If some sort of god or higher power exists, it clearly has a dark sense of humor—otherwise why send us plagues, floods, and fires, till even nonbelievers start to worry about the end times? And only a divine being with a cruel streak would’ve taken the Reverend Marvin Yancy from this earthly plane so young, […]
Since 2004 Plastic Crimewave (aka Steve Krakow) has used the Secret History of Chicago Music to shine a light on worthy artists with Chicago ties who’ve been forgotten, underrated, or never noticed in the first place. It’s hard to believe that in more than 15 years of the Secret History of Chicago Music—at least 350 […]
People often ask me how I keep finding subjects for the Secret History of Chicago Music after more than 15 years. I don’t have one answer to that question—sometimes I stumble on a record I didn’t know about, sometimes I go down a research wormhole in books or online. But one of my favorite ways […]
Founded by Lorna Donley and David Thomas of DA!, the Veil broke up in 1989 without a formal release—but this month they finally get one.
Irish dream-pop genius Joe Cassidy lived in Chicago for more than a decade and became a beloved part of our music scene.
Ari Brown hasn’t often sought the spotlight, but his blend of bebop rigor and avant-garde daring puts him on par with the likes of Fred Anderson and Von Freeman.
James Holvay is best known for writing the Buckinghams’ “Kind of a Drag” and cofounding the Mob, but he’s still making music more than 50 years later.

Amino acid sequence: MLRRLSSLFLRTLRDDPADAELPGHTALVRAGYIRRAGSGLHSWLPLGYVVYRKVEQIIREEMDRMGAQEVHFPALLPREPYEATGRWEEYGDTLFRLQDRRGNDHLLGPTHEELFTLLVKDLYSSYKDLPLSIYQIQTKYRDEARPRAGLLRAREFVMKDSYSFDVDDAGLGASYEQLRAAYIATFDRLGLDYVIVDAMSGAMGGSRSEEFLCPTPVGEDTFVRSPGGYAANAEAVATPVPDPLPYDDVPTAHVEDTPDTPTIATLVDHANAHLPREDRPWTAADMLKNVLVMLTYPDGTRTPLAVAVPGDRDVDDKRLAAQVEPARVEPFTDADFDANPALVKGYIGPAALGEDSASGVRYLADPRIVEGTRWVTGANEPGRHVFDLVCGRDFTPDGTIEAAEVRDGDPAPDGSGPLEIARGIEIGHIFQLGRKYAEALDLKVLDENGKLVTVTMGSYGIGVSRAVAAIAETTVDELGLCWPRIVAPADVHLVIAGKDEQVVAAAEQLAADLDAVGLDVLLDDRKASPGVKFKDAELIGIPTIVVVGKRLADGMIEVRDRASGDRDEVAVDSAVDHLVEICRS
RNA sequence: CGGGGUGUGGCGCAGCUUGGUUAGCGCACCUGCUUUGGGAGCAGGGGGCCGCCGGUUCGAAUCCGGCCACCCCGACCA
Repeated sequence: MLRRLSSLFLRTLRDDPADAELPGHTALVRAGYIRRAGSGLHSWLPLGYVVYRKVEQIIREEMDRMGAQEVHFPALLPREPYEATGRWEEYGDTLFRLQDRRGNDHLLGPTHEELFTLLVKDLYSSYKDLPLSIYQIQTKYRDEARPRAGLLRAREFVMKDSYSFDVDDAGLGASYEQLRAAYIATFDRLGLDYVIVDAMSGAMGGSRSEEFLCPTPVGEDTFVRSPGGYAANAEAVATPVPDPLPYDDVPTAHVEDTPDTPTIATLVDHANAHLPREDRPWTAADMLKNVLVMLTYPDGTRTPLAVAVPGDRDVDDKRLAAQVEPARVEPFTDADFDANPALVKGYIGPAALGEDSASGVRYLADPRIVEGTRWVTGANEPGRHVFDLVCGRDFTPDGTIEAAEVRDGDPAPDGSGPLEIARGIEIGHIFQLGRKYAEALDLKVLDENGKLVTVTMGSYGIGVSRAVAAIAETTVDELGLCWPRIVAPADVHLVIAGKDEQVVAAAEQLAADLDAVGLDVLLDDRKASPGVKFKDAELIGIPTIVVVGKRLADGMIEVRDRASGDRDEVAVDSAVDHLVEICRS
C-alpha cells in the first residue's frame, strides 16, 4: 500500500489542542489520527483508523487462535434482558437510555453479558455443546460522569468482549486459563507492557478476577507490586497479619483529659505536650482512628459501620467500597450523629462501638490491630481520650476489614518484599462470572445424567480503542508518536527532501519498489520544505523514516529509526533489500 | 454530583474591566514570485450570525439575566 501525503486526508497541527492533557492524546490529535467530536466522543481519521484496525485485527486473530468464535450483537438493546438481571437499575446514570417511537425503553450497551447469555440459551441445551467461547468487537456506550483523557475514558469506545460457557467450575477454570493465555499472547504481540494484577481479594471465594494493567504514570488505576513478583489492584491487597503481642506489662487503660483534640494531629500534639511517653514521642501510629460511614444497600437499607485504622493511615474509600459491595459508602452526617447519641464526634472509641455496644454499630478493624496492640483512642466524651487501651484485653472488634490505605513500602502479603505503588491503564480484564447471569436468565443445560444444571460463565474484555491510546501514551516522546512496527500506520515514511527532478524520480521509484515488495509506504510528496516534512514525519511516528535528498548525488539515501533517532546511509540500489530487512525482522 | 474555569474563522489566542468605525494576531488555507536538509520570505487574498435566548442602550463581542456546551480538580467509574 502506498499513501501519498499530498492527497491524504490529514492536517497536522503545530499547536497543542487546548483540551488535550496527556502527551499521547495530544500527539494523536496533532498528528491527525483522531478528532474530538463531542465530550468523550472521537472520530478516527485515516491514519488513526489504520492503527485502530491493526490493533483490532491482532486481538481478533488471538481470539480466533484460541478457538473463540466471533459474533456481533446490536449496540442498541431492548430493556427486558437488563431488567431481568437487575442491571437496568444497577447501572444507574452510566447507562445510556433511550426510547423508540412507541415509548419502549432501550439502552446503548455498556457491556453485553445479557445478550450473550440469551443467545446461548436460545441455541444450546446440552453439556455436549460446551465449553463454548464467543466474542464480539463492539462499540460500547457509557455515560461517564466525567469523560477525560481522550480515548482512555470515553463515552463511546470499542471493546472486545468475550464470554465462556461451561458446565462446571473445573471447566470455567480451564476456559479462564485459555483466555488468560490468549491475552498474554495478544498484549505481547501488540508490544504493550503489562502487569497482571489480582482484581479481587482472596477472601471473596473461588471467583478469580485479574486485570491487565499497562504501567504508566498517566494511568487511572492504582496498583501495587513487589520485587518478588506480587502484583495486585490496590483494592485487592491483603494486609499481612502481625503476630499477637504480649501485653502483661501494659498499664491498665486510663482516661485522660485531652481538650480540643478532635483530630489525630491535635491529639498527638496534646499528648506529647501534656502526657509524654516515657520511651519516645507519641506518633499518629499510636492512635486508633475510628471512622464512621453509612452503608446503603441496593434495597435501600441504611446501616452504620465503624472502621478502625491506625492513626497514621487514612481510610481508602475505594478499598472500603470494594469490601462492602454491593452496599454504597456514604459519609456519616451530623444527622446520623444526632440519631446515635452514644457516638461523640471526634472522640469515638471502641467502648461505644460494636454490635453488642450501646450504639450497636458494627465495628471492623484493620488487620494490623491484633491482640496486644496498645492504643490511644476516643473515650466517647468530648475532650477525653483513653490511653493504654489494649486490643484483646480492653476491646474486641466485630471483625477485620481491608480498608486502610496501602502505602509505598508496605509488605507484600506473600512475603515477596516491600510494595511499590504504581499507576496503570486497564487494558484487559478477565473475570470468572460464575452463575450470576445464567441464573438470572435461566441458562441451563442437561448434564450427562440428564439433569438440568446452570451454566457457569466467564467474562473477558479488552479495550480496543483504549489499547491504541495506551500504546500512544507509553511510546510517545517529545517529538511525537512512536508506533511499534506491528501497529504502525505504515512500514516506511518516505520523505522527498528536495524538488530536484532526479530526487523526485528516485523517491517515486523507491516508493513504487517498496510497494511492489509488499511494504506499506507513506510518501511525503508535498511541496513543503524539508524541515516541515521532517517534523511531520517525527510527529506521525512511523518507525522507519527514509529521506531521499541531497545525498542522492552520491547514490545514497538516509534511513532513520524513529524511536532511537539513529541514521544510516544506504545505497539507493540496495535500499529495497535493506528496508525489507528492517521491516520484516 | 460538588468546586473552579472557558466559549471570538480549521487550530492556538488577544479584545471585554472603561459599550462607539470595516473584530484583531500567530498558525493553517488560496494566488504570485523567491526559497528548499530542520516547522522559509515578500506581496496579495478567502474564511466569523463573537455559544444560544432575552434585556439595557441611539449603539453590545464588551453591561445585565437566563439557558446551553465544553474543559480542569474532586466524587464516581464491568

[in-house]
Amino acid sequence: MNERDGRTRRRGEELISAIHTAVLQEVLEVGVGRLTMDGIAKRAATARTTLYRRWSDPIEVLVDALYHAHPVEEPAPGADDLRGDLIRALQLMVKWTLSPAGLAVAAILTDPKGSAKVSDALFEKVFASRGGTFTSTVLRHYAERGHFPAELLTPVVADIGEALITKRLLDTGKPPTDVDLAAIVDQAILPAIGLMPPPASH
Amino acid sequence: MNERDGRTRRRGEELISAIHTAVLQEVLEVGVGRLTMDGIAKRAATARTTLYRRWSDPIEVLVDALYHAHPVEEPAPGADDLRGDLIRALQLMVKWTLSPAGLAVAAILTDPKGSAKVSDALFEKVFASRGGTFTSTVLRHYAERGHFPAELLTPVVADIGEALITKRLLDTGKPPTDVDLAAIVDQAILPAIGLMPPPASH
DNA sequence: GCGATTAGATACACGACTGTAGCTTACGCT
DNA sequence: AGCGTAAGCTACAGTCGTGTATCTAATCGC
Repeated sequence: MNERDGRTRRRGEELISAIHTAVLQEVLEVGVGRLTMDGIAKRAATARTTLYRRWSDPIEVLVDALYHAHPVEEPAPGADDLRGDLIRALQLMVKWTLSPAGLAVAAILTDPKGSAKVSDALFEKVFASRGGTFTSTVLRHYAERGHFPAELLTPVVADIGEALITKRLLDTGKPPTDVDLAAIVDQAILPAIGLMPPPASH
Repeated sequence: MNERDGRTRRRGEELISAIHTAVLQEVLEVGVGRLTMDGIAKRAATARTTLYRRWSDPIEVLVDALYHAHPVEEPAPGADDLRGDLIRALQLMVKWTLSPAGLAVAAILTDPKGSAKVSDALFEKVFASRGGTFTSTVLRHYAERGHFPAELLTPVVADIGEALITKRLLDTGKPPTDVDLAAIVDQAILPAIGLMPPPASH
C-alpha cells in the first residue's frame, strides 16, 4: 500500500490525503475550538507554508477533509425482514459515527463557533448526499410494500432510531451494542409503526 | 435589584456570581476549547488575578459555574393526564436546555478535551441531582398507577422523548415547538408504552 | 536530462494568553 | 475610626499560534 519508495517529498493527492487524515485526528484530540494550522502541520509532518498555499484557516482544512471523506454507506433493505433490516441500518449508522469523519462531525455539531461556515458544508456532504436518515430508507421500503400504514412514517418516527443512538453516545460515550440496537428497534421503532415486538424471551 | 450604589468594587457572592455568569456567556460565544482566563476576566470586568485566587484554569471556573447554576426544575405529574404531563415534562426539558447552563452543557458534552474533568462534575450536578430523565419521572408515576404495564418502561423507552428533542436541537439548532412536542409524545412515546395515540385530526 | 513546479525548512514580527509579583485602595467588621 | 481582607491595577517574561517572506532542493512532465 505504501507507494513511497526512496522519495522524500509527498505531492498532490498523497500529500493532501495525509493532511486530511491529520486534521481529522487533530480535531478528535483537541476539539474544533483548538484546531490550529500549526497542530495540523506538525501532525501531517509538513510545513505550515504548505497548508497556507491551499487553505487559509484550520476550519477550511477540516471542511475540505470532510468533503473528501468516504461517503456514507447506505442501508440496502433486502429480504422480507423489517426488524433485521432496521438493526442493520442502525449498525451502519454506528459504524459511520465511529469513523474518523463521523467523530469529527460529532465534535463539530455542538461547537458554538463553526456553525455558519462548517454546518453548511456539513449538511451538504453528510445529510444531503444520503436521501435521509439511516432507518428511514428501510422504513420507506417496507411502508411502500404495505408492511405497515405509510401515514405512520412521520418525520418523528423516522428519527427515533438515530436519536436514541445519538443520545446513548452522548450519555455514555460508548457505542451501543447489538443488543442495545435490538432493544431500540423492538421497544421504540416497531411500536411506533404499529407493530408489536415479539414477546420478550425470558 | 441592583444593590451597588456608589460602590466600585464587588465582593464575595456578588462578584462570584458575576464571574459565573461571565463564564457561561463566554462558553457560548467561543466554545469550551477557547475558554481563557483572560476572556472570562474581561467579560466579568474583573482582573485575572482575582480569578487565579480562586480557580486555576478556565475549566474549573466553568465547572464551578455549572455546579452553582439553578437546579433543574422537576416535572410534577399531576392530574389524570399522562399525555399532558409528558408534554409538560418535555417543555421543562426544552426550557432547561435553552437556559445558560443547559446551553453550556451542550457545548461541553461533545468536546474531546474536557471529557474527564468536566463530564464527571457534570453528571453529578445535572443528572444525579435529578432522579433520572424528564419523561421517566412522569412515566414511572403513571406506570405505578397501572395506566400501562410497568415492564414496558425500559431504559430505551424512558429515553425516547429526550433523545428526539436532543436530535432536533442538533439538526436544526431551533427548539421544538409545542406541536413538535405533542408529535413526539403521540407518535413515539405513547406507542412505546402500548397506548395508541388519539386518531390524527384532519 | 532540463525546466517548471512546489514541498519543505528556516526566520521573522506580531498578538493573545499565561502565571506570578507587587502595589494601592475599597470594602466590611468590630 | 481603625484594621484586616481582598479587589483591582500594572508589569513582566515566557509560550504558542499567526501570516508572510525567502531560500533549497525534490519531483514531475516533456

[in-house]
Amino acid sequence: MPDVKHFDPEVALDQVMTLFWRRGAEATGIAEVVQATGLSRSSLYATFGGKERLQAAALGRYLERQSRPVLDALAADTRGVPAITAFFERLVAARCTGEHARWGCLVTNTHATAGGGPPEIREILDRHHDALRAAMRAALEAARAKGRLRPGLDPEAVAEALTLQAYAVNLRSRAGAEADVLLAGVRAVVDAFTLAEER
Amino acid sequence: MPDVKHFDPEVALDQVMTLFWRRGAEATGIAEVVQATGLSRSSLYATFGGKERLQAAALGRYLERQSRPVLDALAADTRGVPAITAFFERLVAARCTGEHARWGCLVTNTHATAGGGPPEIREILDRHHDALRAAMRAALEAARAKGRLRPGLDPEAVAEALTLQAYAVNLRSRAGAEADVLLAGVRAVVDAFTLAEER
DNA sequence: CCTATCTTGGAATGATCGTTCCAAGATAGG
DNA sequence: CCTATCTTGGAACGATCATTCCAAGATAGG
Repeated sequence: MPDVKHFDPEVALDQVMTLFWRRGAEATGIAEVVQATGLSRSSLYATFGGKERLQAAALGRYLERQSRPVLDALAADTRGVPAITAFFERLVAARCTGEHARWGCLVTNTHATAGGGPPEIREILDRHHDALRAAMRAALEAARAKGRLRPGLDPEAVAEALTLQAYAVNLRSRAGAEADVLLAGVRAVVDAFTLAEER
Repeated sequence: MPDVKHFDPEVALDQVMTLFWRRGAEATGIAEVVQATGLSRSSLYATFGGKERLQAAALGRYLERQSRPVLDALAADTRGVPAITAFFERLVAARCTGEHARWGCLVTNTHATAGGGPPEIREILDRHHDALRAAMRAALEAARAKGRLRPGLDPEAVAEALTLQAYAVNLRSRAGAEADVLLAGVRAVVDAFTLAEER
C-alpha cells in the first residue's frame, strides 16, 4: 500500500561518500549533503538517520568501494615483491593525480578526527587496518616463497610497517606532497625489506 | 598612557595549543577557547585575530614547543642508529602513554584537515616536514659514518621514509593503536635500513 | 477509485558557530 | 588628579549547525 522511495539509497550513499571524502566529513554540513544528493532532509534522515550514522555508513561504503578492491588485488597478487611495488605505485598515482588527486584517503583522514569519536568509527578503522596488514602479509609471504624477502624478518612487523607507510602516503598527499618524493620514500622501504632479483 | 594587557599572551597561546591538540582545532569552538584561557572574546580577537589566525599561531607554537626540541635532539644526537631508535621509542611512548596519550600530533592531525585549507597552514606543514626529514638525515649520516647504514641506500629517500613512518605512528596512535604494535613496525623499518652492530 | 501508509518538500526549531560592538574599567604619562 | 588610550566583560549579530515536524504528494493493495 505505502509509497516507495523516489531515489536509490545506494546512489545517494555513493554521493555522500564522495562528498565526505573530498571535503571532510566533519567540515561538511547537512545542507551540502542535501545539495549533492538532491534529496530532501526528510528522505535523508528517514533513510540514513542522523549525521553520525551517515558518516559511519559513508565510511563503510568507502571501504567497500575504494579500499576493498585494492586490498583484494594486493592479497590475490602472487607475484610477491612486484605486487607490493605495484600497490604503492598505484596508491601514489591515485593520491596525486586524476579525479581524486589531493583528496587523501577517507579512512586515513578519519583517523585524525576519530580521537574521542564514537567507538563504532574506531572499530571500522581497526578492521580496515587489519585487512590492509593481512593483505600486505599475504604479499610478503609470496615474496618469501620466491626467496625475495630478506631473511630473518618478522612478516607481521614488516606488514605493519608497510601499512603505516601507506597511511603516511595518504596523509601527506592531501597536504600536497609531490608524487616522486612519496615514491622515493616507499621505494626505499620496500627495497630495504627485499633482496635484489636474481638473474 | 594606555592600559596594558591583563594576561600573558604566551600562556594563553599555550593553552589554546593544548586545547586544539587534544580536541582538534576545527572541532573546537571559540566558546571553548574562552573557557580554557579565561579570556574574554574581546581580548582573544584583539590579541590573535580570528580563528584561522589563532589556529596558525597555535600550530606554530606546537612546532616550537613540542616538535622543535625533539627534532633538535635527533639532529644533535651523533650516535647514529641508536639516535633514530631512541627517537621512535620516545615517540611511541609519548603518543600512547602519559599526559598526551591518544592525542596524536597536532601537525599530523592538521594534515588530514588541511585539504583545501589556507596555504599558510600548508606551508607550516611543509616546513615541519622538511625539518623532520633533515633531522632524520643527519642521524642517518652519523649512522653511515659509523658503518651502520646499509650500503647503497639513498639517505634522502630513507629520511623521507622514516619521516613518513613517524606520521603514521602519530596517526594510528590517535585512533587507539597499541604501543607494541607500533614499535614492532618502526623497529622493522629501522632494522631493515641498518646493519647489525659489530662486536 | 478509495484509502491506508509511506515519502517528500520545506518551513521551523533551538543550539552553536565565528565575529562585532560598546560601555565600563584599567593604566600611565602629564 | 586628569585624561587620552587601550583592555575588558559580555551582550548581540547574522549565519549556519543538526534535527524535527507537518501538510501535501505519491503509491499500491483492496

Skanking Lizard’s new vinyl retrospective, Original Chicago Reggae: 1978-1996, quadruples the number of formally released tracks in their discography.
In his tragically short life, Ron Haydock careened through rockabilly, monster magazines, pulp novels, and exploitation films.
Jackie Ross had a smash with “Selfish One” in 1964—but that just happens to be the best-selling single from her decades of great songs.
Chicago singer-songwriter RJ Griffith has released a cover of his uncle’s old R&B band the Fabulous Turks.
Gene Barge has done his most influential work as a sideman or producer, but he’s just as important as any of R&B’s marquee stars.
Michael “Fuzzy” deLisle released just one single in his long career, but he’s played a staggering amount of great country rock and folk.
Andrew “Big Voice” Odom toured internationally—and also used to drop by Maxwell Street and overwhelm the makeshift sound systems.
Despite a 1952 smash for Chess Records, pianist Willie Mabon was soon overshadowed by labelmates such as Bo Diddley and Muddy Waters.